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-PLACE YOUR BUTTON
Now it's time to place button, and there are multiple placement options depending on what you want your visitors to share and in what context item to be shared appears. Remember that your button is a call to action, so best placement is at point in your process where your visitors are most engaged, and motivated. The number one location for a product referral is page where product appears and appears by itself or differentiated from other products. Not only will your visitor not yet be preoccupied with billing addresses and credit card numbers, you also do not run risk of losing a referral opportunity because you placed button deeper in ordering process, where likelihood of an abandoned shopping cart rises.
If you provide a referral tool for an article or white paper, best spot for button is at beginning of article or white paper for shorter pieces and at both beginning and end for pieces more than a page in length. Like most surfers do not read every line of text on every site, it is likely many of your visitors will also not be reading every single sentence and paragraph of what they might send on, especially if they're doing preliminary research or idly surfing.
Other prime locations for referral buttons, depending on your site and on your needs, are your home page, your product or service pages, and on any special offers. Ask yourself what it is you want visitors to your site to pass along and place buttons accordingly. Place button close to names, icons, or logos that you expect to catch attention, while also keeping important basics as close to top of page as possible. Web sites, like newspapers have a "fold" (i.e., what's seen before user has to scroll) and anything considered of paramount importance should be placed above fold.
-OPTIMIZE YOUR LINK
A link is a link is a link. Not exactly a lot of design flexibility, is there? The best you can do, and what you should do it if you can, is to create links that carry at least a part of your message. A very simple example would be http://www.xyz.com/share. The real key with links is to accompany them with a short, clear, and compelling message. Also, underline or color text of your link so that it is obviously a link.
-PLACE YOUR LINK
Again we go back to our earlier point that call to action works best when visitor has been fully engaged. If you want people to share an article or white paper, link goes at both beginning, when they're first interested about material, and at end, when they've read it. If it's in an email, you put it at whatever point in your message that you've given your reader strongest incentive to act. Place it too early in process, (before that special offer or promotion), and it is like suddenly demanding money from your customer when they are only halfway through purchasing decision process. You not only won't gain a customer, you will lose one customer with exceptional word-of-mouth potential.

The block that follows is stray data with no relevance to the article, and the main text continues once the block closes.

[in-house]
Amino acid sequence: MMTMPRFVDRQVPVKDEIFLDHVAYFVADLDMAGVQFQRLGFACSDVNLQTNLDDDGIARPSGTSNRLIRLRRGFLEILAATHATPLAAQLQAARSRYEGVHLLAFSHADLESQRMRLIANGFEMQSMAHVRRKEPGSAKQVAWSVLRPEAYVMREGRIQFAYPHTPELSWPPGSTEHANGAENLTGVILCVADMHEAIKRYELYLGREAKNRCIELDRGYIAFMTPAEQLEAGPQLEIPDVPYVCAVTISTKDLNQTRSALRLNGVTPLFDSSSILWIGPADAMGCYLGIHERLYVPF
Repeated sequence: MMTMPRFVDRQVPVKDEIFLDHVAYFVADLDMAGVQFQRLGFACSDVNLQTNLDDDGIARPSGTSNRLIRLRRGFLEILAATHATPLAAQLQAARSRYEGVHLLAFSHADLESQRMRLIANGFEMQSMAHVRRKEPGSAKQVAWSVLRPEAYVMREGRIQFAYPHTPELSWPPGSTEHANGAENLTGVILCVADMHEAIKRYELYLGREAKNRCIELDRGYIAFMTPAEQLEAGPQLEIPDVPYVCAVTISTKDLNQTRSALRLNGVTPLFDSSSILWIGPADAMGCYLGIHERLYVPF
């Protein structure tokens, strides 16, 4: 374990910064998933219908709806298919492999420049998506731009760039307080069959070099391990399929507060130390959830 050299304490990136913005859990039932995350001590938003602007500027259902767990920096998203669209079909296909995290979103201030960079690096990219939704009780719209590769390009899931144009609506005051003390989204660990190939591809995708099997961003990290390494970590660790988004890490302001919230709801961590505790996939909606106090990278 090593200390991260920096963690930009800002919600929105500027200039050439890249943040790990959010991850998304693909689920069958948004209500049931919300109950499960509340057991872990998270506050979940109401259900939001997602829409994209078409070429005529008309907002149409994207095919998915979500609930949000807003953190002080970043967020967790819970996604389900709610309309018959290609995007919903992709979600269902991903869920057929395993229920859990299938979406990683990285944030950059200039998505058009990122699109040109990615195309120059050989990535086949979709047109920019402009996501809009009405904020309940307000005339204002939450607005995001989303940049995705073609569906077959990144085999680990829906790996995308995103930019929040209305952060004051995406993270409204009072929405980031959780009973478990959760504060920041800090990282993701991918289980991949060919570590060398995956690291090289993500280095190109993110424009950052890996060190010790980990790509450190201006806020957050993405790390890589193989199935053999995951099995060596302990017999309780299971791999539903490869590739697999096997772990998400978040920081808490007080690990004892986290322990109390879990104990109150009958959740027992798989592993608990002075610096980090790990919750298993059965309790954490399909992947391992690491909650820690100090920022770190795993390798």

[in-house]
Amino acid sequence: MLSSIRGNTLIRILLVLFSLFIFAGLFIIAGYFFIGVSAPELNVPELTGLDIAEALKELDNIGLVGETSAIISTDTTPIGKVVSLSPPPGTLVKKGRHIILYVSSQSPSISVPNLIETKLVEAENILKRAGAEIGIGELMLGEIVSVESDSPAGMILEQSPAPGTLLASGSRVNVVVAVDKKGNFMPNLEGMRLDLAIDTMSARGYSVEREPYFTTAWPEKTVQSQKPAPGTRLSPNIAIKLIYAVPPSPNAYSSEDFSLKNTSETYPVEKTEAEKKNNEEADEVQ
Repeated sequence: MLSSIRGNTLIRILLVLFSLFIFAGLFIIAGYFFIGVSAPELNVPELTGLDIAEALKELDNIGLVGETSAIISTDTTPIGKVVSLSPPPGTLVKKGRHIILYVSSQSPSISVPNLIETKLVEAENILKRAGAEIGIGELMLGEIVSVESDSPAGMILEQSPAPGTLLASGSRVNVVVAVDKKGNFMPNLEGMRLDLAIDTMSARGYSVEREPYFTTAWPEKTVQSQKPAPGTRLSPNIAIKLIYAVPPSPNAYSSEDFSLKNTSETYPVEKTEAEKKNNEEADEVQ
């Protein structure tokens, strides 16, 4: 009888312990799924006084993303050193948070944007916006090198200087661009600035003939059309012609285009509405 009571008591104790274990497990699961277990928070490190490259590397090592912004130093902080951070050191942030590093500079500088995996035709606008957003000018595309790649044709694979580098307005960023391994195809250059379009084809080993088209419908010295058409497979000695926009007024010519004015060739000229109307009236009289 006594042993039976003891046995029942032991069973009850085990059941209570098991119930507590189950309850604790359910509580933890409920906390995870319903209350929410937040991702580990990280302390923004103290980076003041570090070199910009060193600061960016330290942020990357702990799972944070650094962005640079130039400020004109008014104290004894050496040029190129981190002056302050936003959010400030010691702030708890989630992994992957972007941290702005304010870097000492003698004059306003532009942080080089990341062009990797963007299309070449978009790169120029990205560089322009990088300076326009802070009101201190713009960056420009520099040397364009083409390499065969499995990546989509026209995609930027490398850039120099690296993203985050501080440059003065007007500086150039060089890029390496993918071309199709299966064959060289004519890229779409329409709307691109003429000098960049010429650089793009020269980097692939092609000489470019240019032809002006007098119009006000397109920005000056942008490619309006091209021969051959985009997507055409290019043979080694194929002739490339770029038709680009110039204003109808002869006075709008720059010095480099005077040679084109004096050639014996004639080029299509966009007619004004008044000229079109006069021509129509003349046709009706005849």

-THE SECRET INGREDIENT
Consider Three Scenarios:
1. People love your site, but you don't give them any tools, much less any incentive, to share it.
2. People love your site, and you give them an easy and obvious way to share it.
3. People love your site, and you not only give them an easy and obvious way to share it, but you actually reward them for doing so.
Which scenario will result in most referrals? Which scenario would you yourself respond to best? Adding referral tools is a great start, but when you also add an incentive, you've given your visitors no reason not to act, and your response rate will skyrocket accordingly. As e-sales guru David Weltman, successful CEO and former IBM advisor, says, "What you get is referrals on rocket fuel."
But before you start handing out incentives, consider what your target audience will value and appreciate. To a tech-savvy audience, an offer of a free "Outhouse Construction for Numbskulls" manual will be less compelling than, say, free shipping or entry in a contest to win a new monitor.
When used properly, nothing can match power of viral marketing. It is so effective because it is based on personal opinion, much same way an editorial carries more weight than an advertisement because it's coming from a trusted source. You trust your friends and colleagues to send you material that is interesting, useful, and pertinent to you personally. Trust will always be more powerful than flashy design and expensive ad campaigns, and when information comes from someone you trust, it is much more powerful.
You can employ a team of designers and programmers and copywriters to build you a beautiful and functional site. You can pay for content, buy advertising, and even purchase lists of email addresses. The one thing you can't buy when growing your business is trust of your users and recommendations from current customers to potential new ones. That's achieved only with viral marketing.
I hope this helps in your future marketing decisions.
David Bell is Manager, Online Marketing, at http://www.wspromotion.com/ , a leading Search Engine Optimization services firm and Advertising Agency.